I have no time for cowards anymore, whether they are Luke Skywalker or the Ghost of S.A. Barton Past. But I do, in that undying spark of stubborn optimism that hides under my pessimism, believe there’s a chance to be better today, and every today until the todays stop coming, and to find success.

A Year Ago: “It Could Be Anyone”

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A little over a year ago I cooked up this little free short (you can read it here, complete and no download needed) in connection with a creative writing class in the MA program I’m finishing up now.

The protagonist is Ms. Gaither, an eighty-five year old woman, and she came out of more than just the proverbial sugar and spice and whatever we associate with little girls who grow up to become elder women. Wisdom and medication, I suppose?

As a character, she was born from something I have plenty of. Worry. My worry shaped a big chunk of her, and worry is something that, if I’m not careful, can dominate my mood and thoughts and pretty much everything in my life. I’m a bit less consumed by worry than I was a year ago. It’s still there, and some of it is still justified, but I’ve managed to let it become less of a distraction and more of a constructive caution. But I have always worried too much and I probably always will.

She also comes from my love of history — I probably spent an hour looking at vintage soda vending machines in connection with a scene in this story, for example. The first three minutes of it were necessary, the rest was just me having fun.There are a few other things in there.
The science fiction (maybe just science — plenty of debate to find, though I’m not well equipped to judge how seriously it’s taken) notion of alternate timelines, or maybe the science fantasy notion of psychic perception of the future — it’s unclear, deliberately. My mild fear of growing old and feeble (one of my hips is already feeble, how soon will the rest of me follow?), and my greater fear of *not* growing old and feeble because, you know, that damn death thing. Ick.
And the whole premise of the story, as well as Ms. Gaither’s role in it and her role in the lives of the father and daughter she meets, come out of something that comes to me as naturally as breathing: considering risk. It goes hand in hand with being, as my grandmother used to say, a “worry-wart.” When we drive farther than the store down the street part of me considers that we might break down, so I don’t dress to drive to the store, I dress to walk back or change a tire. I’m the one who checks batteries in the smoke detector and worries about the lint buildup in the dryer because fire. I’m first to move something away from a space heater or follow the little ones closely at the beach whether the waves are heavy or not. None of this is to say my wife and older stepson are careless. They’re not. Nor is it to say I never take risks, even foolish ones. I have and I do. I’m just the one who thinks of all of the unlikely things that can go wrong (which brings anxiety) and all of the unlikely things that could go right (which brings longing over stuff that’s probably not happening).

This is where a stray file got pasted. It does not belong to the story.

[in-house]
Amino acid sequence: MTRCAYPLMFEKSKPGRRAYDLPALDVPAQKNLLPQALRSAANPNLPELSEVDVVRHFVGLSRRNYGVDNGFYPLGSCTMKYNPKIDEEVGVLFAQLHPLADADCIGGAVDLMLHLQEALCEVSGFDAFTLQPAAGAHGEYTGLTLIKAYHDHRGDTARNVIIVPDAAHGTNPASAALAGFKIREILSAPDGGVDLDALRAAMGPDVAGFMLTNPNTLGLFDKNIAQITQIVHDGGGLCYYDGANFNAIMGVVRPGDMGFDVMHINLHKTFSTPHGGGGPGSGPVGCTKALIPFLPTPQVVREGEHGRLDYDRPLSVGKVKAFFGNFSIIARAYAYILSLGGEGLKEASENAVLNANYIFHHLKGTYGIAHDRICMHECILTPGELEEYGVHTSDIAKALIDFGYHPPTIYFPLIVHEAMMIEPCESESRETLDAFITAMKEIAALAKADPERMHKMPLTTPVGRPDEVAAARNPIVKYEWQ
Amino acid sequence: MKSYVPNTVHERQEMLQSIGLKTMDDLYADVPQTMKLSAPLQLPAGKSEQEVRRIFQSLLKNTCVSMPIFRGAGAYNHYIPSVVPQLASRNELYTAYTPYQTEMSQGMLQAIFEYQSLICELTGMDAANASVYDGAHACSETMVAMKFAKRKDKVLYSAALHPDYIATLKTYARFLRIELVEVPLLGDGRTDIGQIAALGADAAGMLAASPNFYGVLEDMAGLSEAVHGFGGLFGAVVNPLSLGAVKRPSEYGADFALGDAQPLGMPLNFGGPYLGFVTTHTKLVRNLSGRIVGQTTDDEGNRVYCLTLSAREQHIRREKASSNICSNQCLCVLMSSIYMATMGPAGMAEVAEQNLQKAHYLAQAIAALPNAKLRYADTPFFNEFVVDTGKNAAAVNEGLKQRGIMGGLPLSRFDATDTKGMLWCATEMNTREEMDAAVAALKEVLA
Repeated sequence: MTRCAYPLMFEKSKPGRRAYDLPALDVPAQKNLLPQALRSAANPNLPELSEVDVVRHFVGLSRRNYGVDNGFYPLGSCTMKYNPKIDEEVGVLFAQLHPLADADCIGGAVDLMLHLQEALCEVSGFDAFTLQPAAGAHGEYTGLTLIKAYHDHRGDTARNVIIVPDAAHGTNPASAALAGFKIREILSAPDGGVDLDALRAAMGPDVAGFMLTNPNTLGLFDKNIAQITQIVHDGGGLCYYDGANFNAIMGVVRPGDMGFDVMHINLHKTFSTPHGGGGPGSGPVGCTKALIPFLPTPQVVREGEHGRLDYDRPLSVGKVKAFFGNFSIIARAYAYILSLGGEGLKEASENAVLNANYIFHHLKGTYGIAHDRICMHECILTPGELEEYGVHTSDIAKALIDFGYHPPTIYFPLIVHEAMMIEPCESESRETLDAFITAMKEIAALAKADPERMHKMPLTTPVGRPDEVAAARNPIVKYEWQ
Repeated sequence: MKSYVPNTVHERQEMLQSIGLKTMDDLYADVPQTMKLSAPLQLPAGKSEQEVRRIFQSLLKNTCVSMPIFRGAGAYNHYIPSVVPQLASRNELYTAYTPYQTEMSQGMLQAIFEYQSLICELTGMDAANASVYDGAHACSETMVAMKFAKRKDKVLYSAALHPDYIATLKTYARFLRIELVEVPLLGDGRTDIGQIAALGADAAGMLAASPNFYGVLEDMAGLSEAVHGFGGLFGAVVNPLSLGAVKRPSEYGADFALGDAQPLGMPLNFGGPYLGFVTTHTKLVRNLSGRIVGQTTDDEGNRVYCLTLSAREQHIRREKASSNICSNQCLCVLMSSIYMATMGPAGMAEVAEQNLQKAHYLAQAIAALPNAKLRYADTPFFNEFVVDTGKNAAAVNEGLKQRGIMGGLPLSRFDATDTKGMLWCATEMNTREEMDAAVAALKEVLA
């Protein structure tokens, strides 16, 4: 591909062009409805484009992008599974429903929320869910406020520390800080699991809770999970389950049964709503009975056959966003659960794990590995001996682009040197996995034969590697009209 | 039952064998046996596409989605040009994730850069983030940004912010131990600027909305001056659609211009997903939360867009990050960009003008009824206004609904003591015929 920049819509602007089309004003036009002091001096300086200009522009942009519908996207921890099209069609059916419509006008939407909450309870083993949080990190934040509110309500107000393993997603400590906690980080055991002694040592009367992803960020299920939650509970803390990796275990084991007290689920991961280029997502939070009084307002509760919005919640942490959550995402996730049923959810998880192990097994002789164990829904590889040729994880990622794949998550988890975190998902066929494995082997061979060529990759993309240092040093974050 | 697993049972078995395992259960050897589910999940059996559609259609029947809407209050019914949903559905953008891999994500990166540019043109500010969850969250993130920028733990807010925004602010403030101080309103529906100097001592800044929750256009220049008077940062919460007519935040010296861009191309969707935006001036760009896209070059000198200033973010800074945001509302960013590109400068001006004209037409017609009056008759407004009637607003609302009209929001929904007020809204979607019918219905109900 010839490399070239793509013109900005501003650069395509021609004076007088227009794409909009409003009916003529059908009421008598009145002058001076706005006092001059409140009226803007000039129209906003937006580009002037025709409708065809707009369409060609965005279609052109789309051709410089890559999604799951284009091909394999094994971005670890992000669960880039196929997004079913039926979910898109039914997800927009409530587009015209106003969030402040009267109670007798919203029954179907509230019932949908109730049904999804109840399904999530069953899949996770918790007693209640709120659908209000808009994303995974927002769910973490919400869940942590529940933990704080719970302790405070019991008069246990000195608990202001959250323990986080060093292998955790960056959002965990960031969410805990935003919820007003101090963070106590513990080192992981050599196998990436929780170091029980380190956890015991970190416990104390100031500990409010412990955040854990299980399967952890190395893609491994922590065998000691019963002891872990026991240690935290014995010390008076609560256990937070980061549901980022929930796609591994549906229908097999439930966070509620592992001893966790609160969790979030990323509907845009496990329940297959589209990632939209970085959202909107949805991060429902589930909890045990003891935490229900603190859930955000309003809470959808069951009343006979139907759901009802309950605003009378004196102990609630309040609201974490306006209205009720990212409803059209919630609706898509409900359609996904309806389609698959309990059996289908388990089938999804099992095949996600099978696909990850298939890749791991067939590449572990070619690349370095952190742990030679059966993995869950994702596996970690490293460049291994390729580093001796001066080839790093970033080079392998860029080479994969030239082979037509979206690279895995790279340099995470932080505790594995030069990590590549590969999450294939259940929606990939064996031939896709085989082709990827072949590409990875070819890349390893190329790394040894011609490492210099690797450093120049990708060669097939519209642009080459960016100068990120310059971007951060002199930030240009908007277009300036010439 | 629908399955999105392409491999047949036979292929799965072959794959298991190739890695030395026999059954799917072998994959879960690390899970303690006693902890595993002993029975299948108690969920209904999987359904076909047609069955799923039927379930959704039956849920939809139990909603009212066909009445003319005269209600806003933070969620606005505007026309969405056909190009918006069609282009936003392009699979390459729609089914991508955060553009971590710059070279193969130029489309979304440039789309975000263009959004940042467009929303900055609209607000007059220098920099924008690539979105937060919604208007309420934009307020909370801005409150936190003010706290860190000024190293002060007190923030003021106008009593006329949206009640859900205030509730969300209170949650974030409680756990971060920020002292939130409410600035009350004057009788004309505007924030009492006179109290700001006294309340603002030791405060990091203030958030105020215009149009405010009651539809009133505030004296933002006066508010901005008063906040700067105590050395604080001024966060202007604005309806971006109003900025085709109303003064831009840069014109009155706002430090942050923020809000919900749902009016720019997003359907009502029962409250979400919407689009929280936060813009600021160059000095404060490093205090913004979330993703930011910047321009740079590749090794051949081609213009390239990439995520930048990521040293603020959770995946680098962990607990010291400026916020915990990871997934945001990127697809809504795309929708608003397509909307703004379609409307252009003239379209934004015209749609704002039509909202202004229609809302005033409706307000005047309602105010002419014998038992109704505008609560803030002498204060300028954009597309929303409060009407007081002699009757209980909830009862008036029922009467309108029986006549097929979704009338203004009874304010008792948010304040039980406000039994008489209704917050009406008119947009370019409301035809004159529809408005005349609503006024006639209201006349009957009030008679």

Pretty much every time someone writes, they leave a chunk of their psyche on the page. Sometimes writers who write about awful stuff get accused of believing or wishing they could do the awful stuff on that basis, which is very often wrong.But the writer is in there somewhere. Look for them when you read.

(This post first appeared on my Patreon page on May 6th. Patrons get to see most posts three days early and new ebooks THIRTY days early. Plus they get a FREE copy even if I’m charging for it elsewhere. They’re also a hell of a big help to my household, a boon to me as a writer and a human being, and wonderful people. So, you know… *nudge*)

SciFi News Network 2062: Self-Driving Vehicle Kills Three

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Posted: Monday, August 7th, 2062

WESTON, Mass.

Three pedestrians were killed Sunday when a self-driving car’s operating system was compromised outside a weekend farmers’ market in Weston, a wealthy suburb of Boston. Two local teens in the car were also treated and released with non-life-threatening injuries. Witnesses said the vehicle did not slow as it mounted the sidewalk and struck the victims, stopping only when it struck a line of heavy hedge at the end of the block. The names of the deceased are held pending notification of next of kin, and a Boston Metro press officer declined to identify the teens.

The officer did confirm that the teens were “on the younger side of teenage” and are the subjects of an investigation. No charges have been filed at the time of this report.

The teens’ attorney released a short press statement suggesting the car driving the teens had been hacked by an unknown party.

“It’s entirely possible the vehicle was hacked,” Boston Metro Chief of Police Esmerelda McLeod said in a press conference this afternoon. “On the other hand, there have been incidents of individuals deliberately using “spoofing” programs to subvert self-driving software and enable manual driving from a pocket tablet or phone. We have a very capable data forensics team working on the car’s systems to discover the truth.”